Most manufacturing businesses that use marketing as part of their brand and sales strategy practice “business to business” (B2B) marketing techniques. Manufacturers typically make parts that are a component of a greater whole finished product and do not market products or service to individual consumers for personal use. Purchases, even if on an individual level, are typically used for business purposes.
B2B marketing is a very different beast than “business to consumer” (B2C) marketing. In both cases, you are talking to humans; however, in B2B you may be communicating to an influencer or a stakeholder or a product user, any of whom may or may not have purchase authority. Logic, rather than emotion, is an excellent lever to promote B2B sales – benefits and solutions to problems.
In most cases, B2B selling is a group dynamic rather than a one-to-one endeavor. There are probably multiple stakeholders and influencers involved, as well as several potential decision makers at different levels of the organization. Additionally, switching to a new product or service may cost the customer more than just the financial outlay of the purchase – the associated institutional cost of change must be accounted for because while some individual people may be change-adverse organizations are almost universally so due to the inherent cost of change management (aka, the toll of getting staff to embrace the change.)
This means that part of B2B marketing is aimed at allaying the fear of change: in B2B sales, “new” isn’t quite the interest grabber that it is in B2C marketing. Stability, reputation and results are B2B marketing watchwords. For B2B, typically, brand reputation is more effective than a single campaign, and the sales cycle can run for years.
In some ways, B2C marketing is simpler. In B2C, communication is directly targeted to a purchaser or an influencer. Impulse buying is possible. Aspirational and emotional appeals can be blatant as well as effective tools. In B2C, you are selling directly to an audience of one, every time. Ad campaigns influence brand perception and purchases. Sales can be almost instantaneous.
The challenge presents itself when your B2B business needs to communicate B2C style, and stumbles. The language and messaging are different. The tone is different. And the audience is very different. This challenge is akin to having to learn a new marketing language. Learning B2C marketing is a critical for manufacturers – because when your B2B business needs to communicate B2C, it’s probably for employee recruiting.
Right now, manufacturers are struggling to fill jobs. This is a known fact and the reasons for it vary depending on who you ask. Extended government financial support for the unemployed and families is often a target. Lack of work ethic and perception of industry as a dead-end job also are frequently cited. But one aspect that flies under the radar is manufacturing stumbling on how to carry out the basics of B2C marketing to potential employees.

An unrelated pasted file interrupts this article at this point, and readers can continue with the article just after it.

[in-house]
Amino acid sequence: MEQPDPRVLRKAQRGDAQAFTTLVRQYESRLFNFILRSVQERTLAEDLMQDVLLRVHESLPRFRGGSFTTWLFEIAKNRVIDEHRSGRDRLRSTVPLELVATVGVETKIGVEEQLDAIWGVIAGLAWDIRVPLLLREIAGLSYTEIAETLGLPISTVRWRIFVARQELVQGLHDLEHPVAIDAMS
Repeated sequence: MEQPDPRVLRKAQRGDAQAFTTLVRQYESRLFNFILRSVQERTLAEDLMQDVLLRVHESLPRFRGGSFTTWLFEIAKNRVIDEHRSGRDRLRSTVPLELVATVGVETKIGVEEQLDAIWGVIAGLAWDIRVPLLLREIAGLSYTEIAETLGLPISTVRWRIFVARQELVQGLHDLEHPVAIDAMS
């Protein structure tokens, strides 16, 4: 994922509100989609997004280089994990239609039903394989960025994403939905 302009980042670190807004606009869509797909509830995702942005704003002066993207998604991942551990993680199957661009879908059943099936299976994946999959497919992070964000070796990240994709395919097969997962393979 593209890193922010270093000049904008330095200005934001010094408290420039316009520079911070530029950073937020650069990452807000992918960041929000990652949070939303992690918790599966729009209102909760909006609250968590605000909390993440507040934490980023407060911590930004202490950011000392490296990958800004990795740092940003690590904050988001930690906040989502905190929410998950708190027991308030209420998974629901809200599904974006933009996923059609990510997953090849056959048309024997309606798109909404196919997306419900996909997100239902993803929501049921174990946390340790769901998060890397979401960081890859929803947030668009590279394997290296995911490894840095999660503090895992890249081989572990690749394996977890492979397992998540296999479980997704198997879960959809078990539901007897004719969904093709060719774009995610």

If your HR team is not coordinating with your marketing department, it’s likely that opportunities are being missed to improve your recruiting efforts. Your marketing department can help with knowledge of media channels, re-languaging job requirements to be more appealing, digital ad support, and much more.
When you are recruiting, focus specifically on the fact that your B2C audience is potential employees. Are you speaking to them? What do your visuals or messaging or platform say to them?
When I look at manufacturing job postings, often I see that they lack WIIFM … “What’s In It For Me?” The job descriptions communicate the employer’s perspective of what the employer wants. They are not written to match what a prospective employee might want in a job or an employer, or a career. That’s a rookie marketing mistake of not knowing your audience – their needs, interests, and desires. Marketers know how to communicate to an audience. It’s literally the most basic function of their job.
Formula for creating an engaging job posting:
● Lead with benefits
● Include career opportunities
● Link the company or job to bigger purpose (including an emotional component)
Recruiting starts with creating a trusted employer brand. Start celebrating employee wins on appropriate social media channels – Facebook, TikTok or even YouTube. Consider hosting an event for Manufacturing Day and invite parents, too. Got an apprenticeship program? Treat it like a signing day. Is your company supporting the local community? Are you monitoring and responding to reviews on career sites, like Glassdoor?
Good marketing might not save the world. But it may save you thousands of dollars in unfulfilled job costs. Keep your audience in mind, always. All it takes is a mindset switch from B2B to B2C.
Alexandria Trusov is the Director of Marketing at Euthenia Manufacturing Group and a B2B marketing consultant to manufacturers and other B2B companies. Contact her at [email protected] or visit www.truinsightsconsulting.com.